Brown Recluse Spiders
Even being one of the notorious spiders in the Kansas City area, the Brown Recluse is still not readily recognizable to many. It is also not uncommon to cross paths with one of these spiders, knowingly or unknowingly. Many see the Brown Recluse as a deadly spider, but that is not as true a story as many believe.
The Brown recluse goes by the nickname of Violin Spider this is due to its unique markings resembling a violin that stretches from the front of the spider to around the thorax. Looking at the head of the spider, you will see a slightly darker shade of brown that will resemble the body and neck of a violin. This mark is typically the best way to identify a Brown Recluse if you happen to come across one. As for size, The Brown Recluse is not a giant spider growing up to around a half-inch. Another way the Brown Recluse will differ is in their eyes; most spiders have eight eyes, but the Brown Recluse only has six bunched up in pairs. Two are in the middle, two right of center, and two left of center. These are located in the dark violin shape marking on their body.
The Brown Recluse is native to the south-central Midwest from Texas and Georgia up through Kansas and Nebraska, finishing in Iowa and Ohio. There are 15 different states where the Brown Recluse species is found, with Kansas City being right in the hot zone. As expert hiders, it’s possible to have an infestation without knowing it. Basements, attics, and storage spaces are some of the top places where Brown Recluse hide; they are secluded spaces that will get limited traffic from anyone. Other places they hide are; in clothing, shoes, hats, and garages. Hiding in clothing can be dangerous for you as if they get spooked a bite is at risk.
A Brown Recluse is what its name says, a recluse. These spiders stay away from any heavy traffic areas where they make their home. Basements, attics, closets, and garages are the top spots to find them. They don’t typically go out in open spaces; they will go along walls. Making glue traps along the walls is a great way to monitor their activity. A bite is typically only at risk if the spider feels threatened, as most bites happen at night when someone rolls over on them.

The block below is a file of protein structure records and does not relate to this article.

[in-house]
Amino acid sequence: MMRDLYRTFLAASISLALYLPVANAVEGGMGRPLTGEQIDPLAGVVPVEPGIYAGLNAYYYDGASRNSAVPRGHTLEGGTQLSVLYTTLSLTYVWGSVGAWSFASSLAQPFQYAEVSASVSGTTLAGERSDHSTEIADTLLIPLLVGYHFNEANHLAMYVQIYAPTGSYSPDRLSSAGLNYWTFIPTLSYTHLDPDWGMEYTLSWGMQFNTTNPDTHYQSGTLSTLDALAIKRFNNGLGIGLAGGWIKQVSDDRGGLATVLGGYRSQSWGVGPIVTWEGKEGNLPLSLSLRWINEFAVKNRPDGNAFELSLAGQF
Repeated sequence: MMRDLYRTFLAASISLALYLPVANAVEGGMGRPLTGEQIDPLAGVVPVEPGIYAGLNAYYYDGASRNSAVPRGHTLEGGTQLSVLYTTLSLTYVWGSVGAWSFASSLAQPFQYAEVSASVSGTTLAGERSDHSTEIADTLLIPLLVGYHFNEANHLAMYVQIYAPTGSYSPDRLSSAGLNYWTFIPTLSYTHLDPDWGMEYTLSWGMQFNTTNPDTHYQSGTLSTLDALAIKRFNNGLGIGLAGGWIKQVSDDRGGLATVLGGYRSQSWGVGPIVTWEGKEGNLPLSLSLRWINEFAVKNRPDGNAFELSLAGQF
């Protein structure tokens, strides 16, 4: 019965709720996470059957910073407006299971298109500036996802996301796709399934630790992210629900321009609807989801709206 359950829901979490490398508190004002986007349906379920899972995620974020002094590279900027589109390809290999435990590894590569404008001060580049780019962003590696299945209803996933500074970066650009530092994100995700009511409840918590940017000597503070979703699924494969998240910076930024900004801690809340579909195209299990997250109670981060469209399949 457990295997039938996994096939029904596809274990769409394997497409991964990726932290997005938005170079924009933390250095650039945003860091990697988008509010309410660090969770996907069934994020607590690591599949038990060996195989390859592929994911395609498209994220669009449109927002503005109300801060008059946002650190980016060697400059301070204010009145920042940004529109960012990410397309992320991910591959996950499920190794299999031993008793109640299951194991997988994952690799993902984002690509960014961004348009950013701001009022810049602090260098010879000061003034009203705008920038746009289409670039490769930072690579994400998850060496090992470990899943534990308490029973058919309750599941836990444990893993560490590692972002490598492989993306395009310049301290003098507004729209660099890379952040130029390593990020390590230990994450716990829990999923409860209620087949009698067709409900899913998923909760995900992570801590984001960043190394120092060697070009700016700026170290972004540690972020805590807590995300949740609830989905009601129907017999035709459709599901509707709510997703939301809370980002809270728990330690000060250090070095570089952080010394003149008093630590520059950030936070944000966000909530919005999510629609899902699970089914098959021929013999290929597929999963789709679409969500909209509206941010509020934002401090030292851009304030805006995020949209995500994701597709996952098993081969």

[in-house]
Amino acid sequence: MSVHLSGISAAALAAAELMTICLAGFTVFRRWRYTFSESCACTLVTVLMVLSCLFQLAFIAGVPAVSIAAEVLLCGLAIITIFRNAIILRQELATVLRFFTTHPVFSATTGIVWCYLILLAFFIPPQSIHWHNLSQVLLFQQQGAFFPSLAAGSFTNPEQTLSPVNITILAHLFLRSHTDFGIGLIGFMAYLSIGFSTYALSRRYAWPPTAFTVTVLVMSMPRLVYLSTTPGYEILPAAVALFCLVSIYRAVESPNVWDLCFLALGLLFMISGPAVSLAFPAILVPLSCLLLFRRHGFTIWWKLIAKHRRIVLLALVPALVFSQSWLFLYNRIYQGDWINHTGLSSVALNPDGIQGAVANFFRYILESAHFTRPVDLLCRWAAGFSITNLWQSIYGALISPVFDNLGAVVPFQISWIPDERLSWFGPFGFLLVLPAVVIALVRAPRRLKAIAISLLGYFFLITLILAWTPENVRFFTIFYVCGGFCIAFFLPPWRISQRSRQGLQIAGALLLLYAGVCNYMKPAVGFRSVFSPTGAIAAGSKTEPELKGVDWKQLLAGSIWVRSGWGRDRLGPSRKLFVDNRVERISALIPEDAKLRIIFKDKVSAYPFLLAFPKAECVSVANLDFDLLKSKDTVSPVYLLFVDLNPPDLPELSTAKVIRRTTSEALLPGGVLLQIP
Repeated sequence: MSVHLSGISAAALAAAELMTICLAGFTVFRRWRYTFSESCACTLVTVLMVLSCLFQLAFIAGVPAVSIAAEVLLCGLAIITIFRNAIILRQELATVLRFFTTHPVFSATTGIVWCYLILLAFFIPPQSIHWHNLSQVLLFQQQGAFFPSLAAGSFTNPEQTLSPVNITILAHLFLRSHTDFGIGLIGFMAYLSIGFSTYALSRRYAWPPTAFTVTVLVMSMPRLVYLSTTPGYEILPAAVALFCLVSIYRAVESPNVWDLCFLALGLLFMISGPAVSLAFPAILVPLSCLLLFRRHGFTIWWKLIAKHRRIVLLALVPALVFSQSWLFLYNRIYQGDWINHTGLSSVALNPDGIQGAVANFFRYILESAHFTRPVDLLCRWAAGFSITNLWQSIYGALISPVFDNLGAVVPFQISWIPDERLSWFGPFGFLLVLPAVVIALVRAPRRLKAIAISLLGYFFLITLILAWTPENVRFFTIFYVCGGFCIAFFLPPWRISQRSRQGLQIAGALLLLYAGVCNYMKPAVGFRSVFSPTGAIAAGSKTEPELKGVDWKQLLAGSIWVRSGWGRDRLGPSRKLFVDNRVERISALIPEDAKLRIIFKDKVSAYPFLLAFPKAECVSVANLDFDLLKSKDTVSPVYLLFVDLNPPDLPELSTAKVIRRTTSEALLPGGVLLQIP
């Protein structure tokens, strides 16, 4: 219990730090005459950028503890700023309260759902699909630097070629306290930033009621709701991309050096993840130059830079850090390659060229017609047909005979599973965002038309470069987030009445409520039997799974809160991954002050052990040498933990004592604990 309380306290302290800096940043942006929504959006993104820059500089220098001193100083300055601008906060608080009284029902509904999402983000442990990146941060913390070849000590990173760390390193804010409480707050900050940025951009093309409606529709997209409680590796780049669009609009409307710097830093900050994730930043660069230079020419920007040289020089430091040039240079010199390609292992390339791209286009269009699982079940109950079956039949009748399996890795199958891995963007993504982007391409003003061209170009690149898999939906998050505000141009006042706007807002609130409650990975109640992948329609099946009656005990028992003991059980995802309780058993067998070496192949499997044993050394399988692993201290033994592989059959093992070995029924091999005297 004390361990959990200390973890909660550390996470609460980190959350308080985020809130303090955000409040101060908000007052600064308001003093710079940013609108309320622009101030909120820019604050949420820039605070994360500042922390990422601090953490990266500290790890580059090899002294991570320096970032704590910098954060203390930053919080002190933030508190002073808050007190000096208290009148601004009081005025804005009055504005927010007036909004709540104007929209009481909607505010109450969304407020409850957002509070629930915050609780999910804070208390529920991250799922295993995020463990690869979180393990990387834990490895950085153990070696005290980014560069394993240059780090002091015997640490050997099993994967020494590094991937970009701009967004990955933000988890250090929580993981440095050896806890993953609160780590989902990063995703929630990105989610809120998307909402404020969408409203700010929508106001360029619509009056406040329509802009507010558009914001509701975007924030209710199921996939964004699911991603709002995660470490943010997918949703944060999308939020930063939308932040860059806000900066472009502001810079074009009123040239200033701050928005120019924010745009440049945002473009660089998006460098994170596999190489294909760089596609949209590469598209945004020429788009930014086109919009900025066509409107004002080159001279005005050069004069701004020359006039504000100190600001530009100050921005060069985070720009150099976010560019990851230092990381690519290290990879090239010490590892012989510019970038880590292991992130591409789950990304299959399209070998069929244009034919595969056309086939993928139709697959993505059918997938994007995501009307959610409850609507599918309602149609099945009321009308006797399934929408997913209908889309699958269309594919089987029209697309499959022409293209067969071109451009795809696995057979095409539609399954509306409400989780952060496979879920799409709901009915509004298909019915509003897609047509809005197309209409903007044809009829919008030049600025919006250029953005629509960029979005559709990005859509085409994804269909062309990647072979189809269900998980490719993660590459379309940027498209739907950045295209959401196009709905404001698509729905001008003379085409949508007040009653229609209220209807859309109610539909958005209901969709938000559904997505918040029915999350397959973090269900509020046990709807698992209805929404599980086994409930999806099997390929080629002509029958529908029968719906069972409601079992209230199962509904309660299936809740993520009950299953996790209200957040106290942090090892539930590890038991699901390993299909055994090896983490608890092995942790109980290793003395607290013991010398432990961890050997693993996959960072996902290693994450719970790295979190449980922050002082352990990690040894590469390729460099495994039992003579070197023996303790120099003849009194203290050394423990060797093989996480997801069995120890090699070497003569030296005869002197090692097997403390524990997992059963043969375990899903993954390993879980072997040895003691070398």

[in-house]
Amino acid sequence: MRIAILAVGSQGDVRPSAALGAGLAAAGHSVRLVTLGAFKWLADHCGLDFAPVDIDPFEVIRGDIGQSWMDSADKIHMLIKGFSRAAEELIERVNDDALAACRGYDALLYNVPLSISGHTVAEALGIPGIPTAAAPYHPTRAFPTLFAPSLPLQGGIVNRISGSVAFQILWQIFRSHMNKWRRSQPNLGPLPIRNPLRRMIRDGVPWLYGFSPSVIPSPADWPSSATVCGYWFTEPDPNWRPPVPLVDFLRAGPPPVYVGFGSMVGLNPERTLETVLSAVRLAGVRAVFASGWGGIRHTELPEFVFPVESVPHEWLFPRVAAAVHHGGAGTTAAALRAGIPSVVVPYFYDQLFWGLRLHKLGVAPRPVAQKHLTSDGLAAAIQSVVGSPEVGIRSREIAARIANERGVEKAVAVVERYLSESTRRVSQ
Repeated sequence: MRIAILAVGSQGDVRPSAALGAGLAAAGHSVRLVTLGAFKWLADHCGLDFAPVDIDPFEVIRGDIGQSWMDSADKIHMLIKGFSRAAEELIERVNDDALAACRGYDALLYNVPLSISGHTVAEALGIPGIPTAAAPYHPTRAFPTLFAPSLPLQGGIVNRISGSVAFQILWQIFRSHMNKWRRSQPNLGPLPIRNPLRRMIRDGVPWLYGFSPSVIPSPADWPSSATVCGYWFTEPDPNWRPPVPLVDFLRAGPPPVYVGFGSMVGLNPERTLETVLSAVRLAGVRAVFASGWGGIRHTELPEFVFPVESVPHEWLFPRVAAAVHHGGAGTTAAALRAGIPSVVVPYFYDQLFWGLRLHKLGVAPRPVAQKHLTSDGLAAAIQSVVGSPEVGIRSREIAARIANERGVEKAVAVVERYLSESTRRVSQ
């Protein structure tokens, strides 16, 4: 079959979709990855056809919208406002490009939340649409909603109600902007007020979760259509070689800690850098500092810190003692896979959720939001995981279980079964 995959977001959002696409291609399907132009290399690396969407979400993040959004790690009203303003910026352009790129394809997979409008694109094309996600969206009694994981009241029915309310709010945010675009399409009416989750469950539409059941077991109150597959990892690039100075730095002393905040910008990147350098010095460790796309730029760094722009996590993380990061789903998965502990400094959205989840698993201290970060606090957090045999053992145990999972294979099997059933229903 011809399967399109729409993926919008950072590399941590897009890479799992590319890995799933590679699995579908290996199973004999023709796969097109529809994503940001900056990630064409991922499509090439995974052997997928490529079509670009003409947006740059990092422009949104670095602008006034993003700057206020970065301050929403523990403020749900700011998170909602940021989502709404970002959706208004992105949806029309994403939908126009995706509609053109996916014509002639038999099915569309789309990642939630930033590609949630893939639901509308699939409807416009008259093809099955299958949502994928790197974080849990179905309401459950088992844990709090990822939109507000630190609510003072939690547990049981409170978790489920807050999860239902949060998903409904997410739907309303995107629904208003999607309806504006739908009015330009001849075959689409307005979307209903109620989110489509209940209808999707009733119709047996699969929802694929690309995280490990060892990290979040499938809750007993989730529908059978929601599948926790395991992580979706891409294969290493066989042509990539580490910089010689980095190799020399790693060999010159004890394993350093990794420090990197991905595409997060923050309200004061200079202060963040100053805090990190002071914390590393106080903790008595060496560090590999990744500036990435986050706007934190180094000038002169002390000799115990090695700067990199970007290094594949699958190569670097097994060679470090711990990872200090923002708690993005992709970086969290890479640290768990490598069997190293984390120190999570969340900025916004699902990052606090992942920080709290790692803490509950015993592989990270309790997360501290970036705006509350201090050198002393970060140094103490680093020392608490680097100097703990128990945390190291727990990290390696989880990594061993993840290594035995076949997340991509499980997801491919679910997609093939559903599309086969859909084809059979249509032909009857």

A death case from a Brown Recluse Spider is incredibly rare. Any death isn’t directly from the bite but from an infection that could set in. 90% of the Brown Recluse bites heal without requiring any treatment. On the high end, only 3% end in a skin graft. One researcher even believes that the Brown Recluse is not deadly at all acknowledging that there are reported Brown Recluse deaths, but none of those being proven, chalking it up to misdiagnosis. The fangs of a Brown Recluse are small and lack power; they usually need something to push off of to bite. This is usually why most bites happen at night while you sleep. You may roll over onto one which gives them something to push off or to bite, along with being frightened enough to want to bite. With most bites occurring at night while sleeping, what are some symptoms you may experience after a bite from a Brown Recluse?
A lot of spider bites may resemble a typical bug bite, with redness, soreness, and some itchiness. This all can be the case with a Brown Recluse bite on the low-end side. On the more severe side, you can have increasing pain over the first eight hours post-bite, fever, chills, or body aches; a wound with a pale center that goes dark blue surrounded by a red ring, or even a wound with an open sore and necrosis (dying skin). The Mayo Clinic recommends you see a doctor if you were bitten by a dangerous spider such as a Brown Recluse, unsure if a bite you have noticed is from a dangerous spider or not, or showing any of the above symptoms.